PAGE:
As Good As It Gets – bond fund returns unlikely to improve further – Brief Article

As Good As It Gets – bond fund returns unlikely to improve further – Brief Article – Statistical Data Included

Jeffrey R. Kosnett

FIXED INCOME | Those impressive one-year returns for bond funds are UNLIKELY TO PERSIST.

THE 12-MONTH results below might fool you into thinking that bonds have morphed into growth investments. They look impressive in comparison with the average stock fund’s returns, which have been underwater for the past year. But if you think that by investing in bond funds you’ll nail those increasingly elusive double-digit gains, you’ll almost surely be disappointed.

Bond mathematics is the culprit. Bond prices move inversely with interest rates, and when rates fall to today’s low levels, it strains credulity to expect yields to plunge still further. For example, the ten-year Treasury note, a widely watched benchmark, began 2000 yielding nearly 7%. Its yield eventually fell below 5%, making the note worth 15% more. To add another 15% in market value, the yield on the ten-year Treasury would have to sink to 3.1%.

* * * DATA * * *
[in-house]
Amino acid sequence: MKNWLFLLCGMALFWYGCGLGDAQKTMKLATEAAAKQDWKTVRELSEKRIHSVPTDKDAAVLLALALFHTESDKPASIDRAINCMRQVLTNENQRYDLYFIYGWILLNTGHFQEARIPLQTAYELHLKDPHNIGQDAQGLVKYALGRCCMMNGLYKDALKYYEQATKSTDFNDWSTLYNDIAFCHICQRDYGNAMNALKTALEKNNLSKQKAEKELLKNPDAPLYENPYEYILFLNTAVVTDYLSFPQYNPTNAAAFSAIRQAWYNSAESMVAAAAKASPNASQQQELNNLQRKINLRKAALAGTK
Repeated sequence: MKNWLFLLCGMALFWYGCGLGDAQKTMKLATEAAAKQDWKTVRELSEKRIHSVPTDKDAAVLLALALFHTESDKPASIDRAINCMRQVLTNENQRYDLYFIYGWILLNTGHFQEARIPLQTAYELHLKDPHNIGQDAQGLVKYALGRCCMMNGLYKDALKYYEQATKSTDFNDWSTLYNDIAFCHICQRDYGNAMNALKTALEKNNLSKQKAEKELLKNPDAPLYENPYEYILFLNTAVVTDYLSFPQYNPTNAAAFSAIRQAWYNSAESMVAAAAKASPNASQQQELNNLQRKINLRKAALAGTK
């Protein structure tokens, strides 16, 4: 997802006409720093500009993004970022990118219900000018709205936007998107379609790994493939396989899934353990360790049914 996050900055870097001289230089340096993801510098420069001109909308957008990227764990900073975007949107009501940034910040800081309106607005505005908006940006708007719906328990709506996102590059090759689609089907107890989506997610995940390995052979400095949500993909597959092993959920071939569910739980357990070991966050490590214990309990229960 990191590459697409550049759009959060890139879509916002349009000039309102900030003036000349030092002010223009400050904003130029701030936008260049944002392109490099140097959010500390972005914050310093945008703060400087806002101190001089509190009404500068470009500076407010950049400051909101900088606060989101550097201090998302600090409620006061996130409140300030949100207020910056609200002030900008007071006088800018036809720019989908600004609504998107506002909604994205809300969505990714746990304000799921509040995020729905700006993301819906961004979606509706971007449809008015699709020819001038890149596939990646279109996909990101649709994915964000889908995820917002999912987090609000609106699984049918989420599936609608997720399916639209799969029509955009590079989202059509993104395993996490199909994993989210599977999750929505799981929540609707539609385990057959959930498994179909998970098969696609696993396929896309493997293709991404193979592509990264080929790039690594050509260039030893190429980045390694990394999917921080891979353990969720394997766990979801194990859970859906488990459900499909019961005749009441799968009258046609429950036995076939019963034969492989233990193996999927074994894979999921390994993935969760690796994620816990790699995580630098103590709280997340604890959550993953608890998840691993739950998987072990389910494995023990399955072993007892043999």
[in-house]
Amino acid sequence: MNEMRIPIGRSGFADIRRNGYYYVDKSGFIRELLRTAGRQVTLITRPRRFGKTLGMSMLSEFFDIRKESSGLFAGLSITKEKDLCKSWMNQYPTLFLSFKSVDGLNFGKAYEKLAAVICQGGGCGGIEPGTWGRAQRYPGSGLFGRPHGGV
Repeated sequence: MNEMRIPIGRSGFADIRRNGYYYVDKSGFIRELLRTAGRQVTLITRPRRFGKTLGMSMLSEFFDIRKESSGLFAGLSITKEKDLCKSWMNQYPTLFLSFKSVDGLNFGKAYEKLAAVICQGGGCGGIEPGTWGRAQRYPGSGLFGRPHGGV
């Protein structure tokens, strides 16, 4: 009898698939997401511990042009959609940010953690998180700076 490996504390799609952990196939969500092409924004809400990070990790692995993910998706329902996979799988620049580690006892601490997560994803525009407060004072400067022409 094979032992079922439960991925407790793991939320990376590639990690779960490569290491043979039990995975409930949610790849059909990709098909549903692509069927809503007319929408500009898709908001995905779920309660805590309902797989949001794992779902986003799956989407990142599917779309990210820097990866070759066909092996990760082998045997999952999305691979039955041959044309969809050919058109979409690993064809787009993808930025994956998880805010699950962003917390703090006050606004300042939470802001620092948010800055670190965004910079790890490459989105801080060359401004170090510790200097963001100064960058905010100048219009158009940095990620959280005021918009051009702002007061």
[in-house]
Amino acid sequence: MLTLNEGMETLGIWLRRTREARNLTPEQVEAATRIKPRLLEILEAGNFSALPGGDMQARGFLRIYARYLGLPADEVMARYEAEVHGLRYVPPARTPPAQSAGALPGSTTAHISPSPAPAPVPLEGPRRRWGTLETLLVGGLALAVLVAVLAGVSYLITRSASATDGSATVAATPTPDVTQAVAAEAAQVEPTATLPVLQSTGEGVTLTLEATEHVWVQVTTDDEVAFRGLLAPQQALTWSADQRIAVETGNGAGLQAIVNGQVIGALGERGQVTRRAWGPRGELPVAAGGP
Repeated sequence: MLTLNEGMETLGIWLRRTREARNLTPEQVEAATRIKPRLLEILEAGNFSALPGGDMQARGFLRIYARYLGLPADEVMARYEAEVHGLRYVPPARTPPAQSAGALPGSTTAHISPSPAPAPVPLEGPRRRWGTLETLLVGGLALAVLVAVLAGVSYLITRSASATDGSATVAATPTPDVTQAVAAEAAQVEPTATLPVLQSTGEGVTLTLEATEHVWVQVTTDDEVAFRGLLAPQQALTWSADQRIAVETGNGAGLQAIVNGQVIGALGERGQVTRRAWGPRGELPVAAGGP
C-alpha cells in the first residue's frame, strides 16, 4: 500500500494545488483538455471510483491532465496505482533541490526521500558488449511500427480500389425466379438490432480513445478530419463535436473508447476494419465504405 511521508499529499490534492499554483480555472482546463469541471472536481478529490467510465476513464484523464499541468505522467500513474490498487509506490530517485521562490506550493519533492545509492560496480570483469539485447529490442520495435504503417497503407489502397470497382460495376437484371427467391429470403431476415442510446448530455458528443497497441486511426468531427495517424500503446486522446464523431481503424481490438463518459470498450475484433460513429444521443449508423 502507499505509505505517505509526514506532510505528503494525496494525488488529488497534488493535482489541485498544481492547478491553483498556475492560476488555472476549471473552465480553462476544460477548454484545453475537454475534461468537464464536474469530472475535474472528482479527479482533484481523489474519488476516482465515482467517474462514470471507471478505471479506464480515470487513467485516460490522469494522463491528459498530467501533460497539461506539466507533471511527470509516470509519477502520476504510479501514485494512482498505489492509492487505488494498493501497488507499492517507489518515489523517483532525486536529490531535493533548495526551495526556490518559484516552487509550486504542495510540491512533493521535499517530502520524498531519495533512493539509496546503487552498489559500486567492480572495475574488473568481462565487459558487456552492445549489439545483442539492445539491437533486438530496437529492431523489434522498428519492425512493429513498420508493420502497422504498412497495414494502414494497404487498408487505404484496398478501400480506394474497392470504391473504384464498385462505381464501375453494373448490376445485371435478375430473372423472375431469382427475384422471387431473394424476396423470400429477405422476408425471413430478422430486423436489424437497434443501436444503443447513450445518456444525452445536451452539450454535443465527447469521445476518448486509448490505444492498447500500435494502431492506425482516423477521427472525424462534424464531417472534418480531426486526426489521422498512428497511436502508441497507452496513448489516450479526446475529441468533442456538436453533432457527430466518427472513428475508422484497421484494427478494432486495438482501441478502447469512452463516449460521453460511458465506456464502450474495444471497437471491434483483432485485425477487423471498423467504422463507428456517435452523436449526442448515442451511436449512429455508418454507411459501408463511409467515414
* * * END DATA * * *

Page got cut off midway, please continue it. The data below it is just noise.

A yield that low would suggest a sharp recession, which is unlikely. “The Treasury at 3.5% is a statement that the world is in a lot of hurt,” says Harry Resis, a bond manager with the Kemper funds.

Many strategists say Treasury yields have probably bottomed in the 5% range. This suggests that government-bond funds are likely to return only their yields over the coming year. High-quality corporate IOUs yield a couple of percentage points more than Treasuries, so they might do a hair better–but are unlikely to generate double-digit total returns.

High-yield funds offer the best opportunities. The average junk bond yields about eight percentage points more than the ten-year Treasury. Assuming that the economy doesn’t slip into recession and investors come to accept that the high-technology and telecommunications sectors (which are major issuers of low-grade debt) aren’t about to fall off the planet, junk bonds should at least return their yields.

COPYRIGHT 2001 The Kiplinger Washington Editors, Inc.

COPYRIGHT 2001 Gale Group